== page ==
Results for each well were normalized by cell count using 1ug/mL Hoechst that was added to port B with the Rotenone/Antimycin A cocktail and injected automatically, then visualized by imaging the wells at 4X on the Cytation5 multimode cell imager (BioTek) and analyzed with GEN5 software (BioTek; V3.0.5) for cell count. If multiple plates were needed for comparison, OAW42 cells were plated down at 5000 cells/well in triplicate 24 hours before the assay for environmental variable normalization between plates. Analysis for the ATP rate assay was performed using the Agilent ATP report generator as per manufacturer's recommendations.
Cell Growth and Viability Assays
Cell viability of the matched samples from patient 4 (2 samples) and patient 8 (3 samples) was assessed by the CellTiter-Glo 2.0 cell viability assay (Promega; cat # G9241) as per the manufacturer's instructions. Briefly, 1000 cells/well were plated in triplicate, flat-clear bottom 96 well plate with media as previously described. After 12 days the cells were equilibrated to room temperature for 30 mins and then equal volumes of the CellTiter-Gloe reagent to media was added to each well and placed on an orbital shaker for 2 mins, then allowed to incubate for a further 10 mins at room temperature and luminescence was read on a plate reader (Tecan infinite M1000). The growth of the cells in the 96 well plates was also assessed by imaging each well every 24 hours in a Cytation5 multimode cell imaging system (BioTek). Specifically, a phase-contrast image was taken with a 4 x 4 montage, and then the GEN5 software (BioTek, V3.0.5) was used to stitch the image together and cell analysis calculated the cell count of each well. Both cell growth and viability were plotted with GraphPad (Prism V8.4.3).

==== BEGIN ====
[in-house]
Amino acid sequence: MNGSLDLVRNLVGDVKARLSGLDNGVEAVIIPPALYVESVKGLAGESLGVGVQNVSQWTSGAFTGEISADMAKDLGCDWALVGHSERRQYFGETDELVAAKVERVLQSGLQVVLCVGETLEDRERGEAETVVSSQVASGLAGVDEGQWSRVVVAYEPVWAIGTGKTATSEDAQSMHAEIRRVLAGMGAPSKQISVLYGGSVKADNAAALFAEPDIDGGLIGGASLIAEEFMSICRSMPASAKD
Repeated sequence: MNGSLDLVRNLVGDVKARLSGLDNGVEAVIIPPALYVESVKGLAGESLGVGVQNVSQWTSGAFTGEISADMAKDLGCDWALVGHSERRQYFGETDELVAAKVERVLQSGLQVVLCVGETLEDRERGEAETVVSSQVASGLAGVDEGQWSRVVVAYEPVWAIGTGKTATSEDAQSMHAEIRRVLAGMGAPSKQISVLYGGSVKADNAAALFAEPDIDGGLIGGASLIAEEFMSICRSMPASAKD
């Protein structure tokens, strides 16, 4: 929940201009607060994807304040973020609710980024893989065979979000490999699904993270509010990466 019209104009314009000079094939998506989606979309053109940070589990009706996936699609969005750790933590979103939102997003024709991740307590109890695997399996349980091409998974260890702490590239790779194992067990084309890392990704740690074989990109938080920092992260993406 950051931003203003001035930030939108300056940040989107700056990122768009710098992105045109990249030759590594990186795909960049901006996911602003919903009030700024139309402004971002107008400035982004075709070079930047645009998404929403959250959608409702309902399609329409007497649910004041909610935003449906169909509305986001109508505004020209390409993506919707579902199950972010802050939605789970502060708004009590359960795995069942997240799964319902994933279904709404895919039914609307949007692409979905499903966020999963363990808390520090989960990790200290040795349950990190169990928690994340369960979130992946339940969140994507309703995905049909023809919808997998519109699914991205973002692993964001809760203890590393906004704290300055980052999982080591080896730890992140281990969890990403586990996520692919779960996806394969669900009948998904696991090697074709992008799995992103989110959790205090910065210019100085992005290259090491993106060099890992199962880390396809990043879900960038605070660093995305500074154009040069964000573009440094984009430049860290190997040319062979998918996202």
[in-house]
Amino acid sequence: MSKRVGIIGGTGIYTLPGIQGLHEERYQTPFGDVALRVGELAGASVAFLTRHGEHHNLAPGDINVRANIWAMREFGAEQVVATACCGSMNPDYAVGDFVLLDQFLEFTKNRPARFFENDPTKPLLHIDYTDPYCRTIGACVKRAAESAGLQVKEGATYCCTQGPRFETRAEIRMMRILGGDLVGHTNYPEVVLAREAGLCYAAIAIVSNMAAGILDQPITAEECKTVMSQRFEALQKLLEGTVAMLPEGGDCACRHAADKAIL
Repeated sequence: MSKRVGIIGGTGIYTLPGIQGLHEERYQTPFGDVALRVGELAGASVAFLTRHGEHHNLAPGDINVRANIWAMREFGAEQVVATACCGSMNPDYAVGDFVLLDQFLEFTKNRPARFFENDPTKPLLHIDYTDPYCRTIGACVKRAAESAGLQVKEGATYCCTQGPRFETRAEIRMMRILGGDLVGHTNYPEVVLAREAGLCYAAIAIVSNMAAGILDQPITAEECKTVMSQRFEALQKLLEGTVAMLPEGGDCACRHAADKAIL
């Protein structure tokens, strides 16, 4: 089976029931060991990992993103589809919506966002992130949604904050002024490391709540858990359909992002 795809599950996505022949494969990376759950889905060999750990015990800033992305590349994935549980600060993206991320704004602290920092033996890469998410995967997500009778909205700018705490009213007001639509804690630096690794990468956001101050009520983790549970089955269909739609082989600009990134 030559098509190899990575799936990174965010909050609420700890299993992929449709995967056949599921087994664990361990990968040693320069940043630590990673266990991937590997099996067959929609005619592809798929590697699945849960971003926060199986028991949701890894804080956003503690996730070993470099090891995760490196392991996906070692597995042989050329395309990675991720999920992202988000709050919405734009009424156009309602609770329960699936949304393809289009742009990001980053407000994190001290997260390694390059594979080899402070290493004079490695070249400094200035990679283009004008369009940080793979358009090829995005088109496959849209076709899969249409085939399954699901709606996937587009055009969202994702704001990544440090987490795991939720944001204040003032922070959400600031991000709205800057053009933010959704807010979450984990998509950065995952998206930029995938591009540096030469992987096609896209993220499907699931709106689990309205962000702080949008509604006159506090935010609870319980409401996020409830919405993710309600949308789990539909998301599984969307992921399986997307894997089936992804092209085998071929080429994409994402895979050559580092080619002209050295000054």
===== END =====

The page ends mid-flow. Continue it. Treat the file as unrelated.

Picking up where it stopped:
Single-cell RNA sequencing analysis
Raw scRNA-seq data were pre-processed in the Bioinformatics ExperT SYstem (BETSY) (56) using the Cell Ranger v2.1.1 pipeline for 10X data, aligned to the hg19 reference genome using the STAR aligner (57), followed by extraction of read counts using featureCounts (58). The resulting count matrix of cells was used for downstream analysis using the R package Seurat v3 (59). High-quality cells were identified based on the following criteria: a minimum of 1000 total number of expressed genes per cell, a minimum of 2000 UMIs per cell, and a percentage of mitochondrial genes less than 25%. Counts matrix from individual patient samples were normalized and integrated using the canonical correlation analysis (CCA) algorithm for batch correction (59). This was followed by a principal component analysis of the variable genes in the integrated dataset, clustering using unsupervised graph-based clustering and dimensionality reduction using uniform manifold approximation (UMAP) or t-distributed stochastic neighbor embedding (T-SNE).
The cell-type identities of the clusters were determined using a two-step approach. A first pass prediction was performed using the SingleR reference-based classification approach (23) using references based on the ENCODE (60) and HPMC (61) datasets. Next, the individual markers corresponding to predicted cell-types were mapped on to the clusters to confirm their classification. Additionally, we classified malignant epithelial cells and normal cells by inferring chromosomal copy number aberrations (CNAs) from the scRNA-seq data using the method described by Patel et al. (16). The copy numbers were inferred using the R package InferCNV, using predicted fibroblasts as reference. For pathway enrichment, raw counts were first normalized using the method proposed by Rizzo et al. (62). Then, a single sample gene set enrichment scores were calculated for hallmark (63) and curated molecular signature (64) gene sets using the GSVA package for R (65).
Whole-genome sequencing analysis
Germline and tumor WGS sequencing raw reads were pre-processed using the Bioinformatics ExperT SYstem (BETSY) to add read-groups, mark duplicates, perform indel realignment, base quality recalibration, sorting and indexing, and alignment to the hg19 reference genome using BWA MEM to generate BAM files. Allele-specific CNVs calls, along with ploidy and cellularity estimates were called from the BAM files using Sequenza (66) or Facets (67) CNV callers using the corresponding germline BAM files of that patient as reference. For each sample, the CNV calls were z-transformed (allele-specific copy number – mean sample copy number / standard deviation of sample copy number) and rounded to the nearest integer for comparison. Copy number alterations were defined as z-transformed copy numbers of ≥2 for gains and £-2 for losses.